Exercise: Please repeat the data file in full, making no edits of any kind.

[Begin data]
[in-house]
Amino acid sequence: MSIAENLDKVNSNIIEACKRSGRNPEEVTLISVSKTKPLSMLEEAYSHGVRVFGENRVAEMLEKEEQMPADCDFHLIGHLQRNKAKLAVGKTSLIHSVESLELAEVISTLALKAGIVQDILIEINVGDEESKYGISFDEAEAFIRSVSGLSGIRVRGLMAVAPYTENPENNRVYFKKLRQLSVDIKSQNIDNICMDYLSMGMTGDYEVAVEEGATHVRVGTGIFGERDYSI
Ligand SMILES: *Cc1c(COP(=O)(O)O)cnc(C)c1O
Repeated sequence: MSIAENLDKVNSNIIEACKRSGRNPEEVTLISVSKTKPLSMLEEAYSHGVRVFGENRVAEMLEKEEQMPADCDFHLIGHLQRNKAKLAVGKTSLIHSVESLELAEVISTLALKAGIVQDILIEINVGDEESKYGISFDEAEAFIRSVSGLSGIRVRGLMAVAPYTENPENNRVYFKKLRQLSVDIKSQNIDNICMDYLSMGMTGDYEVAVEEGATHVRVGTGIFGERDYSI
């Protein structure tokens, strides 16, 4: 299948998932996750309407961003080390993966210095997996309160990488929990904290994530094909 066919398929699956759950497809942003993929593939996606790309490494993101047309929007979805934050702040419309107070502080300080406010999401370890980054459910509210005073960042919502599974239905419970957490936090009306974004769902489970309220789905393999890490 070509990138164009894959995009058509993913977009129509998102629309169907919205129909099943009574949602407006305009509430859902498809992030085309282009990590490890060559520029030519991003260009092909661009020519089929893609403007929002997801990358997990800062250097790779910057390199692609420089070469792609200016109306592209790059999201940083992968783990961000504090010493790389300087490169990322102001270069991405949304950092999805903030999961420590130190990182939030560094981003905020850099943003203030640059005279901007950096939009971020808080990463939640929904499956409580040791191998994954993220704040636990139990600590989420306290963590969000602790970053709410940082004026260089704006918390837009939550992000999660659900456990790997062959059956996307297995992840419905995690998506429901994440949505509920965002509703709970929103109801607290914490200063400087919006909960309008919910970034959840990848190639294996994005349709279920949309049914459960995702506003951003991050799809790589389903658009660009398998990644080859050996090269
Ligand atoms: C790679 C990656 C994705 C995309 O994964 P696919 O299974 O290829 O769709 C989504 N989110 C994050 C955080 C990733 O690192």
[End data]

[in-house]
Amino acid sequence: MSIAENLDKVNSNIIEACKRSGRNPEEVTLISVSKTKPLSMLEEAYSHGVRVFGENRVAEMLEKEEQMPADCDFHLIGHLQRNKAKLAVGKTSLIHSVESLELAEVISTLALKAGIVQDILIEINVGDEESKYGISFDEAEAFIRSVSGLSGIRVRGLMAVAPYTENPENNRVYFKKLRQLSVDIKSQNIDNICMDYLSMGMTGDYEVAVEEGATHVRVGTGIFGERDYSI
Ligand SMILES: *Cc1c(COP(=O)(O)O)cnc(C)c1O
Repeated sequence: MSIAENLDKVNSNIIEACKRSGRNPEEVTLISVSKTKPLSMLEEAYSHGVRVFGENRVAEMLEKEEQMPADCDFHLIGHLQRNKAKLAVGKTSLIHSVESLELAEVISTLALKAGIVQDILIEINVGDEESKYGISFDEAEAFIRSVSGLSGIRVRGLMAVAPYTENPENNRVYFKKLRQLSVDIKSQNIDNICMDYLSMGMTGDYEVAVEEGATHVRVGTGIFGERDYSI
């Protein structure tokens, strides 16, 4: 299948998932996750309407961003080390993966210095997996309160990488929990904290994530094909 066919398929699956759950497809942003993929593939996606790309490494993101047309929007979805934050702040419309107070502080300080406010999401370890980054459910509210005073960042919502599974239905419970957490936090009306974004769902489970309220789905393999890490 070509990138164009894959995009058509993913977009129509998102629309169907919205129909099943009574949602407006305009509430859902498809992030085309282009990590490890060559520029030519991003260009092909661009020519089929893609403007929002997801990358997990800062250097790779910057390199692609420089070469792609200016109306592209790059999201940083992968783990961000504090010493790389300087490169990322102001270069991405949304950092999805903030999961420590130190990182939030560094981003905020850099943003203030640059005279901007950096939009971020808080990463939640929904499956409580040791191998994954993220704040636990139990600590989420306290963590969000602790970053709410940082004026260089704006918390837009939550992000999660659900456990790997062959059956996307297995992840419905995690998506429901994440949505509920965002509703709970929103109801607290914490200063400087919006909960309008919910970034959840990848190639294996994005349709279920949309049914459960995702506003951003991050799809790589389903658009660009398998990644080859050996090269
Ligand atoms: C790679 C990656 C994705 C995309 O994964 P696919 O299974 O290829 O769709 C989504 N989110 C994050 C955080 C990733 O690192």